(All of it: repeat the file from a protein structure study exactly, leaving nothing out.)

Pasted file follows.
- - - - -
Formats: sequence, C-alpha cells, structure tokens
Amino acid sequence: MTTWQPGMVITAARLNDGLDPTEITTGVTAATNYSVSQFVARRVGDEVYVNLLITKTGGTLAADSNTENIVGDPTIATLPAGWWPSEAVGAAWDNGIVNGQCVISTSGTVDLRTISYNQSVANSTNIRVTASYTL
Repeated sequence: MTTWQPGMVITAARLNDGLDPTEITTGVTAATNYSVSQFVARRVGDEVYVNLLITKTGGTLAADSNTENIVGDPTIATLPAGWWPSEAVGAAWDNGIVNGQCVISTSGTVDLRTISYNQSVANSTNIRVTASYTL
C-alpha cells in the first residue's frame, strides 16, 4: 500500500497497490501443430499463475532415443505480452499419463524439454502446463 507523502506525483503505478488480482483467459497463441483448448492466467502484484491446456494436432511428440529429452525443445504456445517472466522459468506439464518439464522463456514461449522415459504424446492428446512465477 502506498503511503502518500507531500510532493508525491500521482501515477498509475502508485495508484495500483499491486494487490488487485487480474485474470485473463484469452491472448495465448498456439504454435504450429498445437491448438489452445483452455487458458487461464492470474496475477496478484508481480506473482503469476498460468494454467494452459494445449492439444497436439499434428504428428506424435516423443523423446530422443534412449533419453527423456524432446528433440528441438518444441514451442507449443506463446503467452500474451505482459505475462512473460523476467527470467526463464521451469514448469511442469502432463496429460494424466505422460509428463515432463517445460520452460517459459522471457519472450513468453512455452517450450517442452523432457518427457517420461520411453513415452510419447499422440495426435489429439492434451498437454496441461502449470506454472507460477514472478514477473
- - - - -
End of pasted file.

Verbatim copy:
Formats: sequence, C-alpha cells, structure tokens
Amino acid sequence: MTTWQPGMVITAARLNDGLDPTEITTGVTAATNYSVSQFVARRVGDEVYVNLLITKTGGTLAADSNTENIVGDPTIATLPAGWWPSEAVGAAWDNGIVNGQCVISTSGTVDLRTISYNQSVANSTNIRVTASYTL
Repeated sequence: MTTWQPGMVITAARLNDGLDPTEITTGVTAATNYSVSQFVARRVGDEVYVNLLITKTGGTLAADSNTENIVGDPTIATLPAGWWPSEAVGAAWDNGIVNGQCVISTSGTVDLRTISYNQSVANSTNIRVTASYTL
C-alpha cells in the first residue's frame, strides 16, 4: 500500500497497490501443430499463475532415443505480452499419463524439454502446463 507523502506525483503505478488480482483467459497463441483448448492466467502484484491446456494436432511428440529429452525443445504456445517472466522459468506439464518439464522463456514461449522415459504424446492428446512465477 502506498503511503502518500507531500510532493508525491500521482501515477498509475502508485495508484495500483499491486494487490488487485487480474485474470485473463484469452491472448495465448498456439504454435504450429498445437491448438489452445483452455487458458487461464492470474496475477496478484508481480506473482503469476498460468494454467494452459494445449492439444497436439499434428504428428506424435516423443523423446530422443534412449533419453527423456524432446528433440528441438518444441514451442507449443506463446503467452500474451505482459505475462512473460523476467527470467526463464521451469514448469511442469502432463496429460494424466505422460509428463515432463517445460520452460517459459522471457519472450513468453512455452517450450517442452523432457518427457517420461520411453513415452510419447499422440495426435489429439492434451498437454496441461502449470506454472507460477514472478514477473